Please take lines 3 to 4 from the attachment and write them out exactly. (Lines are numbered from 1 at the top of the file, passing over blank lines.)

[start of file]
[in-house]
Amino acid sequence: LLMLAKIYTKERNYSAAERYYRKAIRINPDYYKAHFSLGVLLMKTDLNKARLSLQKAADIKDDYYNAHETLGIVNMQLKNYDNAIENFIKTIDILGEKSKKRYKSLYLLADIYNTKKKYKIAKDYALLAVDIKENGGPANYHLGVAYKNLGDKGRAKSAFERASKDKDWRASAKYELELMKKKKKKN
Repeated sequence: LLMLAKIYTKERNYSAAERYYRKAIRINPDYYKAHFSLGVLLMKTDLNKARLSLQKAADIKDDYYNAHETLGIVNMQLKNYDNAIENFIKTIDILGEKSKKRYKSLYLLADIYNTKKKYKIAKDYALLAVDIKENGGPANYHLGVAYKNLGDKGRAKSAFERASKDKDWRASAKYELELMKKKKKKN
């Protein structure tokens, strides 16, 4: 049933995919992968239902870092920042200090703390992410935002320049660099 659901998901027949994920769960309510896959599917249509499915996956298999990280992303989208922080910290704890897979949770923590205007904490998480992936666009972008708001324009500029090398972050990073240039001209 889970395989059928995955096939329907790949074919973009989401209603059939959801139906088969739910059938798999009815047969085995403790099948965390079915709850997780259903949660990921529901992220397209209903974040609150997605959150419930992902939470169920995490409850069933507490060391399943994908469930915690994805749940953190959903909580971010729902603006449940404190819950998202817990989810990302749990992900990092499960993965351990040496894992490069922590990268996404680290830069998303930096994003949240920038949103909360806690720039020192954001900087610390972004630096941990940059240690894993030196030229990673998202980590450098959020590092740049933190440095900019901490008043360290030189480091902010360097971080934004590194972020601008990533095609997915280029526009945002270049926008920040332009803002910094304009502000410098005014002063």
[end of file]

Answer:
Repeated sequence: LLMLAKIYTKERNYSAAERYYRKAIRINPDYYKAHFSLGVLLMKTDLNKARLSLQKAADIKDDYYNAHETLGIVNMQLKNYDNAIENFIKTIDILGEKSKKRYKSLYLLADIYNTKKKYKIAKDYALLAVDIKENGGPANYHLGVAYKNLGDKGRAKSAFERASKDKDWRASAKYELELMKKKKKKN
């Protein structure tokens, strides 16, 4: 049933995919992968239902870092920042200090703390992410935002320049660099 659901998901027949994920769960309510896959599917249509499915996956298999990280992303989208922080910290704890897979949770923590205007904490998480992936666009972008708001324009500029090398972050990073240039001209 889970395989059928995955096939329907790949074919973009989401209603059939959801139906088969739910059938798999009815047969085995403790099948965390079915709850997780259903949660990921529901992220397209209903974040609150997605959150419930992902939470169920995490409850069933507490060391399943994908469930915690994805749940953190959903909580971010729902603006449940404190819950998202817990989810990302749990992900990092499960993965351990040496894992490069922590990268996404680290830069998303930096994003949240920038949103909360806690720039020192954001900087610390972004630096941990940059240690894993030196030229990673998202980590450098959020590092740049933190440095900019901490008043360290030189480091902010360097971080934004590194972020601008990533095609997915280029526009945002270049926008920040332009803002910094304009502000410098005014002063």